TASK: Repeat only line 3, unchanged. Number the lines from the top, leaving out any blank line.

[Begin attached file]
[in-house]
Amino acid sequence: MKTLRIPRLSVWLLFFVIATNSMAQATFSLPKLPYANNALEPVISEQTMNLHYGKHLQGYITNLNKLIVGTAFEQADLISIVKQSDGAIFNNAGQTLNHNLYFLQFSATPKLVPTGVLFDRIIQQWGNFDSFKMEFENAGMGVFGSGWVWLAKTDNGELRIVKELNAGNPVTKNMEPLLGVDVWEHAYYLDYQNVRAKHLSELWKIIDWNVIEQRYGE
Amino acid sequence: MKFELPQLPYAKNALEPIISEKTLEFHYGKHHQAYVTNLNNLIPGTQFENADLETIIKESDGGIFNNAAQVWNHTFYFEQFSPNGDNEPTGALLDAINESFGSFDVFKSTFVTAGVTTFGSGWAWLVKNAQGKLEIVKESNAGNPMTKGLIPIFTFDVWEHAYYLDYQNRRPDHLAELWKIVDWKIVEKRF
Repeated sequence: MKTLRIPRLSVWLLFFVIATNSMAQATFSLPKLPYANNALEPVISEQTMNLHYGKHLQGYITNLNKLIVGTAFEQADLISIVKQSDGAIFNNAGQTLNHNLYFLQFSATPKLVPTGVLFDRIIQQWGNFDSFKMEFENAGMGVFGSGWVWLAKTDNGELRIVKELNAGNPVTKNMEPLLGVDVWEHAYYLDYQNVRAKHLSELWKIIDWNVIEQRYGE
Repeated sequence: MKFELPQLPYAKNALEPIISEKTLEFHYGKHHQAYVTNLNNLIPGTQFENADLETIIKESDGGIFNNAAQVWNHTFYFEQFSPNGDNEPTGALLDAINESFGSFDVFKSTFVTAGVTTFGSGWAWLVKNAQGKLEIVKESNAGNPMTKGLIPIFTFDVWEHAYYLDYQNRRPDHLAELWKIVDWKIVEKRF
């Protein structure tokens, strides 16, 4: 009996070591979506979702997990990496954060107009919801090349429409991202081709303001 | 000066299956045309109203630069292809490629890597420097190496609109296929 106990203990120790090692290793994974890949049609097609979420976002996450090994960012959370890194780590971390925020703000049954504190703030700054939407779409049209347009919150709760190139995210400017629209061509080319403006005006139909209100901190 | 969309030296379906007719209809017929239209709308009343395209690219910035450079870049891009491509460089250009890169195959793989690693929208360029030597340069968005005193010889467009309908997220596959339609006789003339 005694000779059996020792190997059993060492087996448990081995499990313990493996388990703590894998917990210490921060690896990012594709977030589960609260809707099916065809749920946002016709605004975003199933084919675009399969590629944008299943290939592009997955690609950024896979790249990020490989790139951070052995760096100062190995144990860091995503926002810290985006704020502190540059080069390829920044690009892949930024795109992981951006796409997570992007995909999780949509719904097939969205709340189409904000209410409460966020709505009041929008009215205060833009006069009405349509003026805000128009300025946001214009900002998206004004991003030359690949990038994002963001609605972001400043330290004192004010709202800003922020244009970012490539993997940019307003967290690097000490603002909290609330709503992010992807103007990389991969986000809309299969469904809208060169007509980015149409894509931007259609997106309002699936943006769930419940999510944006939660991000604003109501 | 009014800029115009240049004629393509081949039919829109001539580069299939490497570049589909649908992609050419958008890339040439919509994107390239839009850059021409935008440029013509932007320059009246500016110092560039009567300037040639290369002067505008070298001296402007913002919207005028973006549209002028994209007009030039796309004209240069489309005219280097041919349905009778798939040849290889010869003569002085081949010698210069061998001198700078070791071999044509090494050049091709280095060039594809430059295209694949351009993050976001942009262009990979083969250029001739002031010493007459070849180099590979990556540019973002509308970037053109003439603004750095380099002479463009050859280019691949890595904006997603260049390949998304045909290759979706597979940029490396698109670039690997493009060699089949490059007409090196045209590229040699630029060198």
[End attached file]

Amino acid sequence: MKFELPQLPYAKNALEPIISEKTLEFHYGKHHQAYVTNLNNLIPGTQFENADLETIIKESDGGIFNNAAQVWNHTFYFEQFSPNGDNEPTGALLDAINESFGSFDVFKSTFVTAGVTTFGSGWAWLVKNAQGKLEIVKESNAGNPMTKGLIPIFTFDVWEHAYYLDYQNRRPDHLAELWKIVDWKIVEKRF